Engineered cardiac tissue needs a steady supply of oxygen and nutrients to survive after being grafted onto the heart. In an effort to tackle this problem, researchers from Ben-Gurion University of the Negev, Tel-Aviv University, and Soroka University Medical Center in Israel have developed a method that uses the body as a bioreactor to build working blood vessels in a bioengineered cardiac patch. The results, published this week in the Proceedings of the National Academy of Sciences, represent a crucial step toward generating a bioengineered material capable of repairing damaged heart tissue.
Several labs around the world have been working on ways to engineer living heart tissue by seeding a three-dimensional scaffold with heart muscle cells or with stem cells that can be coaxed into forming these cardiac myocytes. “What they haven’t generally focused on is strategies to create the infrastructure to support these myocytes,” says Frederick Schoen, professor of health sciences and technology at Harvard Medical School and the Brigham and Women’s Hospital. That infrastructure includes blood vessels that bring oxygen to the immigrant myocytes as they try to integrate into the existing heart tissue. Without that vascular support, most of the implanted cells will die.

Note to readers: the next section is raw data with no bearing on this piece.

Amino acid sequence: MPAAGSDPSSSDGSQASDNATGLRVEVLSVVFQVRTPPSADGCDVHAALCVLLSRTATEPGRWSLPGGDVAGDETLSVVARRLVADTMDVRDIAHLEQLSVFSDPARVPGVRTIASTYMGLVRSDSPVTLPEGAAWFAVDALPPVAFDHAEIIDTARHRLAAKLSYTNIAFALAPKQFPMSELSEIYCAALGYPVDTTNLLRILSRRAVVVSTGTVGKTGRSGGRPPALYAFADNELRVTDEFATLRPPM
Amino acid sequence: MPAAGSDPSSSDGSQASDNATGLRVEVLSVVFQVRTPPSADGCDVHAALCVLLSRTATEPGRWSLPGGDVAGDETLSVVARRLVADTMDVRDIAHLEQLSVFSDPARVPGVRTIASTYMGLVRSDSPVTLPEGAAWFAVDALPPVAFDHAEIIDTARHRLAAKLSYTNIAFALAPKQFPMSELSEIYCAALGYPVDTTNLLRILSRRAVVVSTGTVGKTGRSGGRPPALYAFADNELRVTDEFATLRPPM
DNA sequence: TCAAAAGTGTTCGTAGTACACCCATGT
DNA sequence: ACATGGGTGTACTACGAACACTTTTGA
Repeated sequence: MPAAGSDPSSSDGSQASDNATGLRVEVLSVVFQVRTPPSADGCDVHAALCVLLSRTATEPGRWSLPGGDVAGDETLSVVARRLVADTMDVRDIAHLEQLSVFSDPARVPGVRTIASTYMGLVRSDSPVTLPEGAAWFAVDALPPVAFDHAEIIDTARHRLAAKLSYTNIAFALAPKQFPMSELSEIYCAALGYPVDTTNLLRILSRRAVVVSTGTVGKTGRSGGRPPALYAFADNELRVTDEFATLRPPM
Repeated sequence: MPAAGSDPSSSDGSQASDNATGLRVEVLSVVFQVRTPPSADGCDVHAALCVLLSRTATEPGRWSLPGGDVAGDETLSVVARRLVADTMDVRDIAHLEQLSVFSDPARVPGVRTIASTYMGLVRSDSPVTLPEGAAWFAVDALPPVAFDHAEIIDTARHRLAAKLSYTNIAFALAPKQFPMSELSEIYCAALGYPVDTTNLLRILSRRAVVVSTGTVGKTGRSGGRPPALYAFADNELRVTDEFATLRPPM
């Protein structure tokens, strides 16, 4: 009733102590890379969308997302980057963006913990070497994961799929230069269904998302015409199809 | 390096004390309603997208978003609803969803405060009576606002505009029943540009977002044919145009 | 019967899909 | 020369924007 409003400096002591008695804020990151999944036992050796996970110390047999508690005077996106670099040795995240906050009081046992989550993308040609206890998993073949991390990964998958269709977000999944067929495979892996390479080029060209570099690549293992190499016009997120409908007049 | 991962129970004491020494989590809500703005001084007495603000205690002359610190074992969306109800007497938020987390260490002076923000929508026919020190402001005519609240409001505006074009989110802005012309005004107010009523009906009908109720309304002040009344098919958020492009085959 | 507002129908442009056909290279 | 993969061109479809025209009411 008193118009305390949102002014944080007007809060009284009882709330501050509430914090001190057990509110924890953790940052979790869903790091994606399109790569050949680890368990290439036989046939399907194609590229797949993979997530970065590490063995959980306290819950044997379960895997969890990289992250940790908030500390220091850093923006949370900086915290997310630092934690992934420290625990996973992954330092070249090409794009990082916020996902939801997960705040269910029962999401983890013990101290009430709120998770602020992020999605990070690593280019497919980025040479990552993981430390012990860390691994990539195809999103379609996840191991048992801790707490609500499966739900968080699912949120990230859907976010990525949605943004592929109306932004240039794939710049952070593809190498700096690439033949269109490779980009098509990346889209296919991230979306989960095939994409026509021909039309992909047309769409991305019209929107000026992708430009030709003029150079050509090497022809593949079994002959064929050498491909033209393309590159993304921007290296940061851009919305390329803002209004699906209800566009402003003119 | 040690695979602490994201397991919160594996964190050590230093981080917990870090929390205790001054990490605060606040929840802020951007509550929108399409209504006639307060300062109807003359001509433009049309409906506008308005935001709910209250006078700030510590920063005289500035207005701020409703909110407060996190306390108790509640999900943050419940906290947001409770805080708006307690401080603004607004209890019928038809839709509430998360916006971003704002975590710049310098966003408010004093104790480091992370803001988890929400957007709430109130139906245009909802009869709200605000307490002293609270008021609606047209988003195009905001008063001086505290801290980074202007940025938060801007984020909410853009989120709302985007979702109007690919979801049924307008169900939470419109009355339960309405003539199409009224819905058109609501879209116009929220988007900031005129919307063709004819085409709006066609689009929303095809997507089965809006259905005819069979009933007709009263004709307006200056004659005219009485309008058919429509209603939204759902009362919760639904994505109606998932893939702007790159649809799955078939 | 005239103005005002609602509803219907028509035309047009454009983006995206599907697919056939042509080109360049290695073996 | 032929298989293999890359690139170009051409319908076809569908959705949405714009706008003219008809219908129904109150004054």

“In a healthy heart, every single myocyte is flanked by two capillaries,” says Gordana Vunjak-Novakovic, professor of biomedical engineering at Columbia University. In implants without blood vessels, only the outermost cells can grab oxygen. As a result, these patches “look like an M&M candy,” Vunjak-Novakovic says. “Healthy cells on the outside, dead cells on the inside.”
To encourage vascularization in engineered cardiac patches, the Israeli researchers infused a myocyte-seeded scaffold with growth factors that promote cell survival and the growth of new blood vessels. They then implanted each cardiac patch into a living rat’s omentum, the blood-vessel-rich membrane that connects and supports the abdominal organs. Within a week, the patches were populated with mature blood vessels. The researchers then excised the vascularized patches and transplanted them onto the hearts of rats with myocardial infarctions. One month later, the patches appeared not only to survive, but to be well integrated with the animals’ cardiac tissue. The patches improved the rats’ cardiac activity, the myocytes formed muscle fibers that were able to contract, and the researchers could see red blood cells inside the blood vessels, “which means they, too, were fully functional,” says Smadar Cohen, professor of biotechnology engineering at Ben-Gurion University and senior author of the study.